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Nothing is in walking distance

By Lorenzo

I recently moved moved house from inner Western Melbourne (Seddon) to outer Western Melbourne (Truganina), hence my absence from blogging. The most direct way to the nice new house (and it is a nice new house, a vast improvement on the decrepit dump my housemate and I were previously renting) is along a road which has newly constructed, and to-be-constructed, suburbs on one side and dusty paddocks with sheep grazing on the other. (The dusty paddocks are, of course, every bit as much the result of human action as the new suburbs but the former have less biodiversity.)

Since I lived in Canberra for 11 years, the made-for-cars layout of the new suburbs is familiar. What is less familiar is how less well-designed they are. First, in Canberra, the linking streets between suburbs were mostly  dual carriageway as a matter of course. The linking streets where I now am are often single carriageway and so easily clog up in peak hour.

Secondly, nothing is in walking distance (and I count something up to 30 minutes walk away as walking distance). Both because, despite the single-carriageway streets, things are more spread out and because there is no shopping centre at the heart of each suburb. Instead, it is the land of streets of franchised megastores and drive-to-malls.

I realise that the push to have developers’ pay for infrastructure upfront, so it is included in house purchase prices, is likely to lead to under-provision of infrastructure.  Upfront payment for infrastructure is a pretty silly way to pay for something that will be providing benefits for decades, that is what government debt should be for.

Same spot, different direction

But the point is not to rationally provide infrastructure, it is to maximise the value of land allocated to housing — so incumbents get wealth effects from rising prices, so tax revenues from land are maximised and so government land corporations can maximise their return from the power to compulsorily purchase and control usage. The combined effect of which is to raise the cost of future infrastructure, because the land value is pushed up so much, and lower the benefit to government of providing infrastructure through higher taxes since it is cheaper and easier to raise the tax value of land by restricting its use.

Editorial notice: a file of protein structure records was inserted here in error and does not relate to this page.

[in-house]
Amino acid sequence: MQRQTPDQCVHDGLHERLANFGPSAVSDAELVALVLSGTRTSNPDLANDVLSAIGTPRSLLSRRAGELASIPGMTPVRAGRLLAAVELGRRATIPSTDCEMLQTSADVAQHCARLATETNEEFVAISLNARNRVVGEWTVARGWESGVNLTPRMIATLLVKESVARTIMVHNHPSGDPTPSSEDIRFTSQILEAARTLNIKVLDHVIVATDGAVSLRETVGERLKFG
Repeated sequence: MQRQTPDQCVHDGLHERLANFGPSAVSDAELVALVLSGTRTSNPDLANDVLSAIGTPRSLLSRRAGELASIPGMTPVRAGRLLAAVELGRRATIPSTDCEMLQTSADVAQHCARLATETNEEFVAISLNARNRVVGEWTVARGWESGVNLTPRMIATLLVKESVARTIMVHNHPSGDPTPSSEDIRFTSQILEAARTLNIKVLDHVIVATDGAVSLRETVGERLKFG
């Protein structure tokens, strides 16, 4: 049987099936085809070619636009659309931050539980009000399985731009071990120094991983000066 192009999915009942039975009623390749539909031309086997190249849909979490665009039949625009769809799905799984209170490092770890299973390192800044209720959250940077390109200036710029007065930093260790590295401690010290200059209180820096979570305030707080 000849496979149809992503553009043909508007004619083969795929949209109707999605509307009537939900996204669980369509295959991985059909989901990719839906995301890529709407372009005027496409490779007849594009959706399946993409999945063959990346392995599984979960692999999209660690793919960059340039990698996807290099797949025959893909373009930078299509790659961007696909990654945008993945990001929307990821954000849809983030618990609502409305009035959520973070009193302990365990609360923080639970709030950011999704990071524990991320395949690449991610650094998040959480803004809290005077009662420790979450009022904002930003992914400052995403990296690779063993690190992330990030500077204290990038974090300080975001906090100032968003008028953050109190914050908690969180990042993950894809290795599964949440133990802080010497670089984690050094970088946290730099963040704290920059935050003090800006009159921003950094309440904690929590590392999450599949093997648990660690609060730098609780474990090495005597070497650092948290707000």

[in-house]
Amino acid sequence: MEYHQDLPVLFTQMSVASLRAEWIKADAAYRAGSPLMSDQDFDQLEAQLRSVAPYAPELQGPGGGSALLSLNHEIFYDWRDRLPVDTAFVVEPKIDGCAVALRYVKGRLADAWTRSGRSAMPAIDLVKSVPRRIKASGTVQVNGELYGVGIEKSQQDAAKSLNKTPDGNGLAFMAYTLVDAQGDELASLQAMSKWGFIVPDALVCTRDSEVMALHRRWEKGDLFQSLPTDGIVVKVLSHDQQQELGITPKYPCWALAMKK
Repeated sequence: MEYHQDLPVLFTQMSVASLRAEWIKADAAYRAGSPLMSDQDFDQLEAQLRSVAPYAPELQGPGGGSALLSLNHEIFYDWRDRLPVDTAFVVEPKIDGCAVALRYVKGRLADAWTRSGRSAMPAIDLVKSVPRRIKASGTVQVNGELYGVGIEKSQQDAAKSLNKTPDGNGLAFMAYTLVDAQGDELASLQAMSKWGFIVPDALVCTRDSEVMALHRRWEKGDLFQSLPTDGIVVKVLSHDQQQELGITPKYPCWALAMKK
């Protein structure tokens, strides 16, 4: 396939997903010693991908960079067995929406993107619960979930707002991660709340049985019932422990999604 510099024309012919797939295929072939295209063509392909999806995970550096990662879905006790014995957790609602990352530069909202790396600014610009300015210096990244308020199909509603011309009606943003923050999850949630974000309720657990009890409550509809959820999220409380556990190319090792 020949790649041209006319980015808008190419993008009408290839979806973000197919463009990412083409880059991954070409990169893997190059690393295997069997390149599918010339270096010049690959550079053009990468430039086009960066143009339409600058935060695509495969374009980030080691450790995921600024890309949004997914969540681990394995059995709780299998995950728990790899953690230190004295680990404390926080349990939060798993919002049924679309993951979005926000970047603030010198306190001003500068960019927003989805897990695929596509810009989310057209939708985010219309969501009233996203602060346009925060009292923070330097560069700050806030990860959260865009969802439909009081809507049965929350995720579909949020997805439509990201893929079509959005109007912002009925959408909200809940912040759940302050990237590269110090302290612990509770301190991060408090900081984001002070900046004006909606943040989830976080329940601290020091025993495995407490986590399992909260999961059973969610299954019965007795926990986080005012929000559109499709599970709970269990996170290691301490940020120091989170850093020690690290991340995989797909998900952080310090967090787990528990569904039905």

There was an old joke that, if the Soviet Union took over the Sahara Desert, in five years there would be a shortage of sand. The joke seems much less funny as government ensures that land-rich Australia has the most expensive housing land in the Anglosphere (apart from Hong Kong; rather a special case). Watching designed dysfunction in operation makes it much less funny too.

8 Comments

  1. Andrew Reynolds
    Posted December 11, 2012 at 7:38 pm | Permalink

    Lorenzo,
    There is a reason why Canberra has such good infrastructure. It the same reason why Canberrans are the best paid in the country.

    It’s because the rest of us pay for it.

  2. Movius
    Posted December 11, 2012 at 11:23 pm | Permalink

    Canberra? Infrastructure?

    The streets are only dual carriageway in Canberra if they get no use. You can be certain any high-traffic routes have no such superfluous bitumen.

  3. Liam
    Posted December 12, 2012 at 5:32 am | Permalink

    Great post, L. (Except that most of the genuine tax on land itself isn’t to the State Government, but to local government, which has little if any infrastructure role, in the form of rates. But that’s another argument).

    Upfront payment for infrastructure is a pretty silly way to pay for something that will be providing benefits for decades, that is what government debt should be for.

    [Stands, applauds]

  4. CatMack
    Posted December 12, 2012 at 5:45 am | Permalink

    Actually, I don’t think it can be correct that local government has little role in the construction of infrastructure. Most of the things related to ‘livability’ – parks, bike tracks, etc are largely funded by local government precisely because state governments refuse to do these things. Surely the bigger question in respect to government investment in places like Truganina, is 1) why are housing development allowed to continue to expand out this way 2) why is there no decent public transport.

  5. derrida derider
    Posted December 12, 2012 at 7:24 am | Permalink

    Lorenzo, nice as it would be to have other people paying for your house’s infrastructure costs why shouldn’t we enforce user pays here? The infrastructure is certainly being funded by long-term debt – initially the developer’s then, when the land is sold, the owner’s.